WtM (Waste-to-Methanol) with CCUS

As shown in Figure 5, through the chemical conversion of non-recyclable municipal and industrial waste, mainly plastic and dry waste, the resulting hydrogen and carbon oxides (syngas) can be used to produce more sustainable methanol. The core of the process is the gasifier, where feedstock (RDF/SRF/dried sewage sludge/wood) from battery limits is mixed with oxygen to produce a syngas whose major components are hydrogen, carbon monoxide, carbon dioxide, and methane. Such a stream also contains salts and particulates, HCl, COS and H2S, and HCN. All these components need to be removed before any further catalytic treatment takes place.

The high temperature and the appropriate temperature profile are the key parameters to achieving proper performance of the gasifier. In particular, hydrogen content increases and tar content remarkably decreases at temperatures higher than 1000 °C, methane and other hydrocarbons tend to decompose at temperatures above 600 °C, and a small amount of char is present at temperatures as high as 1600 °C and is discharged into the slag. Moreover, the absence of an oxidizing atmosphere eliminates one of the steps of the dioxins synthesis mechanisms and strongly reduces their formation to an undetectable level.

The gas leaves the converter at around 1100 °C and is quenched with water to reach near ambient temperature to enter into a first absorption tower containing water and then into a second tower containing an alkaline solution to remove particulates, salts, and HCl. A wet electrostatic separator will act as a final cleaning unit. The raw syngas coming from several different lines is routed to an atmospheric tank.

From the storage unit, the gas is compressed, COS is hydrolysed to H2S, which in turn is removed by a redox sulphur removal unit, followed by an H2S deep polisher. The processed gas is split into two streams, one going directly to the methanol synthesis, the other routed to the shift reactor(s) in order to convert CO into H2 and CO2, which is then removed throughout the cryogenic unit. The excess CO2 provides a CCS deployment option with little additional cost and represents one of the key “low-hanging fruits” for Bio-CCS. Raw hydrogen is added to the previous stream in order to get the proper CO/H2 ratio before routing the streams to the methanol synthesis reactor. The purge gas will be recycled to the gasifier to support the RDF conversion.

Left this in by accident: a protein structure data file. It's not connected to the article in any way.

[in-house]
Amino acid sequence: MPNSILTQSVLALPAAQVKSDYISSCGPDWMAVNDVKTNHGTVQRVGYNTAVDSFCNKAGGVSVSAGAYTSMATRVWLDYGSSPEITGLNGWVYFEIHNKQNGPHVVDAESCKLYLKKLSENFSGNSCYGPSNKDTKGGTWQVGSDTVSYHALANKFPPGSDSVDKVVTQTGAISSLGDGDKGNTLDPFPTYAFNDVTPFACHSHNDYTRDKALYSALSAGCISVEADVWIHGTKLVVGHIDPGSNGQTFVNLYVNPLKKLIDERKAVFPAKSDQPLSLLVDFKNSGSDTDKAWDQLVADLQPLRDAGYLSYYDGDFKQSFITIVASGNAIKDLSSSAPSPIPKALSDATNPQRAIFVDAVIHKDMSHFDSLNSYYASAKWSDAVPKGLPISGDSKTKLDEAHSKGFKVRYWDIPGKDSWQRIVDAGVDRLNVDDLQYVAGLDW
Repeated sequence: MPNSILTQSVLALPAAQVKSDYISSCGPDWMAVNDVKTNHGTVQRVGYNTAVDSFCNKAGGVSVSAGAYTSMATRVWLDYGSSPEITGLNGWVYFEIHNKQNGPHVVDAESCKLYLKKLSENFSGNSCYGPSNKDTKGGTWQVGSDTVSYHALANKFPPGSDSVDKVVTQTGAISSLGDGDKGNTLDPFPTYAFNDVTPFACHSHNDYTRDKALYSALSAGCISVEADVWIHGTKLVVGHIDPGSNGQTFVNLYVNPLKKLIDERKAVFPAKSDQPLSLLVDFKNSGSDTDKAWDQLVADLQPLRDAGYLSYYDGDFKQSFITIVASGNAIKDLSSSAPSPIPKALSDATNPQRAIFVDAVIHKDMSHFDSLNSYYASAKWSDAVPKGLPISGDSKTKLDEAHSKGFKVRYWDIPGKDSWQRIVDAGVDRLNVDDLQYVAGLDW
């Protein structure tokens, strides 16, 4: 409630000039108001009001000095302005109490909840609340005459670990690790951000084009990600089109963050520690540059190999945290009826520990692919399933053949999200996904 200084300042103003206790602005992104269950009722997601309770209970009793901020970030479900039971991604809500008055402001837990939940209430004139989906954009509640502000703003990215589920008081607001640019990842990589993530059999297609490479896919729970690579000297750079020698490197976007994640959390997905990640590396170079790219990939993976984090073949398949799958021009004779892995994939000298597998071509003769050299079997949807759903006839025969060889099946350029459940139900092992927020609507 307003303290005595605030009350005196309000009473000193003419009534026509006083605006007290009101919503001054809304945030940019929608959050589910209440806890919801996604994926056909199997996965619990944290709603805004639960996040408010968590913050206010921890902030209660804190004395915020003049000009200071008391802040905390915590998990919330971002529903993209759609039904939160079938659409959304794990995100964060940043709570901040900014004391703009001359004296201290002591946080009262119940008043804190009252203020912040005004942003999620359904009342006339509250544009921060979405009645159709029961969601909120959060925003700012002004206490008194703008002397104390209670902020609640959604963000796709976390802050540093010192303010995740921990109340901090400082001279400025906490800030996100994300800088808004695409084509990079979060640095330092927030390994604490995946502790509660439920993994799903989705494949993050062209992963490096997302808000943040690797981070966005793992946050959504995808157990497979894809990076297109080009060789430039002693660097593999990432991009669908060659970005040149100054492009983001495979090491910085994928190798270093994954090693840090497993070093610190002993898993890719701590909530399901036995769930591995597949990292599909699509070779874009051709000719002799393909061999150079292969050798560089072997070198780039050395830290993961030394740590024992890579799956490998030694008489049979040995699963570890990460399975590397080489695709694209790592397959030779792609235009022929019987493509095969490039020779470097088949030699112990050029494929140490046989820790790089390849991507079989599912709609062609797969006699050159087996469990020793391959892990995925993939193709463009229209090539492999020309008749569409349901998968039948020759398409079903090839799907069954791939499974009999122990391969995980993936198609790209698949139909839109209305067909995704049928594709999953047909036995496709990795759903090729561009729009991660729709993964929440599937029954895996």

Together with chlorides, which are removed downstream of the RDF conversion step, sulphur is a particularly severe poison for the catalyst of the WGS and the methanol synthesis reactors. A proper desulphurisation system is required in order to reduce sulphur compounds to less than 0.1 ppm or even lower. The limit for chloride contamination is below 5 ppb. Sulphur is present in RDF-generated syngas mainly as hydrogen sulphide (H2S) and carbonyl sulphide (COS), although minor amounts of carbon disulphide and other sulphur compounds are also present. The H2S/COS ratio is typically around 10 to 1. COS is thermally stable, and it may not be hydrogenated completely over a cobalt molybdate catalyst. Moreover, direct hydrogenation of other sulphur compounds over a nickel or cobalt molybdate catalyst in the presence of CO and H2 may become problematic because of the possibility of methanation as a side reaction. In addition, the presence of significant amounts of H2S does not allow the use of zinc oxide absorbents because of the high cost. The scheme indicated in below figure presents removing sulphur components based on the following steps: COS hydrolysis, H2S removal throughout a redox system such as the Lo-Cat, followed by a guard bed to remove all traces of sulphur contaminants.

Figure 10: Block diagram for the removal of sulphur compounds

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Enerkem, a waste to methanol process technology which is using fluidised bed gasifier.

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NextChem, a subsidiary of Maire Tecnimont S.p.A with Johnson Matthey support uses a WtM process technology which utilises a fluidised bed gasifier.

Figure 11 presents the mail parameters of an actual waste to methanol plant.

Figure 11: Schematic flow diagram for a waste to methanol process

A methanol plant with 716 tonnes/d of RDF feedstock produces 300 tonnes/d of methanol based on the mass balance shown in Figure 12. This process requires a further 0.08 MJ per kg RDF for the air separation unit to supply the oxygen for the system. Dotted lines indicate possibility of CO2 storage. This process has a 39% carbon efficiency from RDF to methanol. If MSW is included, the carbon efficiency is 16%.

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Figure 12: Mass balance around a typical waste to methanol plant

As per gasification of MSW, water-gas shift reaction and methanol formation reaction (shown below), waste to methanol technologies produce less CO2 than WtE and WtH technologies.

CO + H2O —> CO2 + H2

CO + 2H2 —> CH3OH


3CO + 2H2O —> 2CO2 + CH3OH or CO + 0.667H2O —> 0.667CO2 + 0.333CH3OH